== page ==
I know, I know. Do you talk about anything else these days?
I promise. I am just having so much fun going through pictures and planning my next adventure with my son and my new friends.
I had not actually planned on attempting many of the obstacles. I had not been working out, and I was woefully unprepared for the TM. I went anyway. I wanted to meet these people. I am so glad that I did.
Participating with this group of people was life-changing. I feel like I was probably the one in the worst shape, I feel like I was the biggest person out there. The old me would never in a million years wear compression pants and a form fitting shirt out in public like that. I would have felt out of place and like I did not belong.
I have worked hard to overcome the negative self-talk that permeates my life. It is not easy. I think this is one of the hardest parts about getting healthy. You have to feel like you are worth the effort. Tough Mudder is so much more than an obstacle course. It is a chance to overcome your fears. It is an opportunity to prove to yourself that you can do anything.
There are videos. There are videos of me on the ground in a mud pit.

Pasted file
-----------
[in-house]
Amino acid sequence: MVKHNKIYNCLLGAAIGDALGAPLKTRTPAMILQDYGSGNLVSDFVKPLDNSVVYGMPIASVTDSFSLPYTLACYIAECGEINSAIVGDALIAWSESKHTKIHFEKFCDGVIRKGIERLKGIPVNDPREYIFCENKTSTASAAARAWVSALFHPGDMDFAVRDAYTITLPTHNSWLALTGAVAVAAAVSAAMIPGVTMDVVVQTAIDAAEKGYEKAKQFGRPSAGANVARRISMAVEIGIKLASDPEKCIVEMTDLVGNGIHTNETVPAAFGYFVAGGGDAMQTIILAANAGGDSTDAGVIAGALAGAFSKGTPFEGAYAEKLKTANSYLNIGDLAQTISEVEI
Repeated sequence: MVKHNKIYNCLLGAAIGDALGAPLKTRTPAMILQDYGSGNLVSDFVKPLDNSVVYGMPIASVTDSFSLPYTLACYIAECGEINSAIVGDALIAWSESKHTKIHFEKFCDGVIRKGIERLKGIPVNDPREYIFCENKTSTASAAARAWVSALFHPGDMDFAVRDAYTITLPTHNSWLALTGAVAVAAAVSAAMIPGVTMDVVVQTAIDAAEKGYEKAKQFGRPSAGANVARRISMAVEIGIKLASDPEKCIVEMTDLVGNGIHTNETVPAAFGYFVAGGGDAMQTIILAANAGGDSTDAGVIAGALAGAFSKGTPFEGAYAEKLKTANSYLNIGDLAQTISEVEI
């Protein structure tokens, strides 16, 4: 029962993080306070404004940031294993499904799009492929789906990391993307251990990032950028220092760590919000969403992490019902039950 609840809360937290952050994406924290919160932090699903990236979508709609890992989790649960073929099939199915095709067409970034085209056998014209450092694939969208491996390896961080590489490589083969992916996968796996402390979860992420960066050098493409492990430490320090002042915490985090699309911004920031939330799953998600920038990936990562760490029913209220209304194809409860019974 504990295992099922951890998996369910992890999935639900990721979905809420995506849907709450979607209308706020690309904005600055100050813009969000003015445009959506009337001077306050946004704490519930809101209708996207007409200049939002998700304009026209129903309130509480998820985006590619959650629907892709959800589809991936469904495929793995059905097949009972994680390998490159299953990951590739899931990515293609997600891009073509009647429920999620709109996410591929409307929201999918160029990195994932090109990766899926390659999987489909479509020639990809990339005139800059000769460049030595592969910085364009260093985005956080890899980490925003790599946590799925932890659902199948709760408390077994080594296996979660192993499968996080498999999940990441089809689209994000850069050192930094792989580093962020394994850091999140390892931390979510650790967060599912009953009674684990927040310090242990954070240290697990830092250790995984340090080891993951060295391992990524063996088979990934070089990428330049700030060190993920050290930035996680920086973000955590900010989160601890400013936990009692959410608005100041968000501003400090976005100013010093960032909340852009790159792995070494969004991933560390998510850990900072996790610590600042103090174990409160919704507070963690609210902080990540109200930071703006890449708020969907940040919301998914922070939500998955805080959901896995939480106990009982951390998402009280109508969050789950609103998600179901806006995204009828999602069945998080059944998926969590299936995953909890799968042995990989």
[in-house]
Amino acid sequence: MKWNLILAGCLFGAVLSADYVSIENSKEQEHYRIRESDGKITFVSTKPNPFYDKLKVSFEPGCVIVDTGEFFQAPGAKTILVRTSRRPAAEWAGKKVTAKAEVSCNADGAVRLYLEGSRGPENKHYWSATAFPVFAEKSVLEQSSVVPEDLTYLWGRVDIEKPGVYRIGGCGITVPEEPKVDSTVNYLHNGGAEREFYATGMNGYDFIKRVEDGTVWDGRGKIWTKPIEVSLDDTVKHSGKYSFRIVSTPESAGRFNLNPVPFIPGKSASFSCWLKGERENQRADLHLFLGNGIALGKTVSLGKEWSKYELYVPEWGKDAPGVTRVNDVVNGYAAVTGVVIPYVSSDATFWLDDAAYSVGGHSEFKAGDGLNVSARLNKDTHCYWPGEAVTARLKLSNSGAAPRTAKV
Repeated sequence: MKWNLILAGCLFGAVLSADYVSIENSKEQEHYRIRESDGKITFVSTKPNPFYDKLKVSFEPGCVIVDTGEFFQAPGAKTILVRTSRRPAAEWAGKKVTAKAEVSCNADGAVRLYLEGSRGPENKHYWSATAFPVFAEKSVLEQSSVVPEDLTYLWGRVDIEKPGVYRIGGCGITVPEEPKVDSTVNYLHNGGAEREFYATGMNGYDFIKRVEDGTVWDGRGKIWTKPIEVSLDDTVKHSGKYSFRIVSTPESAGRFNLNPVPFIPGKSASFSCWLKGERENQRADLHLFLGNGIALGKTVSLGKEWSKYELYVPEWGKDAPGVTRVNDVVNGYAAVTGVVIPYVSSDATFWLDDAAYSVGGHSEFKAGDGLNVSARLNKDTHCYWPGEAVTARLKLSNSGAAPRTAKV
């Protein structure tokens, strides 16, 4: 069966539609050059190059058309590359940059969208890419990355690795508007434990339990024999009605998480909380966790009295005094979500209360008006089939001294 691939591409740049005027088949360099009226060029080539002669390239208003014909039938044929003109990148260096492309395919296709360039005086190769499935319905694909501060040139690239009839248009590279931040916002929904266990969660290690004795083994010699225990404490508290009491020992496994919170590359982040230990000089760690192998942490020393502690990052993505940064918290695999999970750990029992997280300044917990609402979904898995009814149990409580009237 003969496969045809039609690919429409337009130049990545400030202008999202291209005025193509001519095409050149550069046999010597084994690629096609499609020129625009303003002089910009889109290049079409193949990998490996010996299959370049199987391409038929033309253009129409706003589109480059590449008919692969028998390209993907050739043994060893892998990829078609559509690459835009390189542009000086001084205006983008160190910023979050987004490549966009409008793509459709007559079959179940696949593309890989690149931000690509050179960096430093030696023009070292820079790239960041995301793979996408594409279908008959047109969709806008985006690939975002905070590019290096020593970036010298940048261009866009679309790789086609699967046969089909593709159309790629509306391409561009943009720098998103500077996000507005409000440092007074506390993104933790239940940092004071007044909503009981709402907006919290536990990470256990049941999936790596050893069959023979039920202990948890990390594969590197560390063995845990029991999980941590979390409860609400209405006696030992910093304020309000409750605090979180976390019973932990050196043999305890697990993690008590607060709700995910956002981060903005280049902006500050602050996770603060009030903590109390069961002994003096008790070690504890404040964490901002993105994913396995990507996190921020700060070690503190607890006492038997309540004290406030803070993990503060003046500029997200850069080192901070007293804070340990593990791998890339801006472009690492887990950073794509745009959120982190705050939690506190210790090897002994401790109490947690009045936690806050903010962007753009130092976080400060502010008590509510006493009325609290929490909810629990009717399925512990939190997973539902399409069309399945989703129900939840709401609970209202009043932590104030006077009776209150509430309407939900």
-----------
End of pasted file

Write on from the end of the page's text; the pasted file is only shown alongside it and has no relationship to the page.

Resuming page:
I have an interesting nose. (I hate my nose.) It is turned up, a la a pig nose. Oh, and I have always been heavier than most of the people I know. I remember when I was a kid, and the mean kids called me Ms. Piggy. Now, Fast forward more than 20 years. I am still fat, and I still have a turned-up nose. I was actually essentially rolling around in a pit of mud. I assure you, no one called me a pig.
This sounds silly but, this is one of the best things that ever happened to me. I stopped letting the bullies and mean people dictate my life. I can be healthy and active. It’s okay that I am not in fantastic (or even acceptable) physical condition. I went out and worked hard. I played. I had fun. No one told me I did not belong with them.
It is time to stop letting the voices from our past prevent us from living up to our full potential. Yeah, there were mean kids and people who pointed out our flaws. Wanna hear a secret? My son has my nose. In fact, he looks pretty much like a male version of me. I think he is the most handsome person on the planet. I do not see those features as flaws on him.
I now understand why it hurt my family so much all those years I thought I was ugly. I get it. I understand why it hurt them to see me hurting myself. I was hurting the person they loved.
Today, I am still fat. I am still slow and out of shape. I can do a burpee. I can go and have fun in the mud with a group of fitty friends. I am not ugly. Turns out, I have a lot to offer. Who I am to stand in my way?
2 thoughts on “I know. You are tired of hearing about the Tough Mudder”
Love! We are our own biggest obstacles, aren’t we? No wall, or mud pit can create the obstacle like our brains and negative self-talk can.
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What cracks me up- is that it takes constant vigilance to not let the negativity sneak in while you are not paying attention.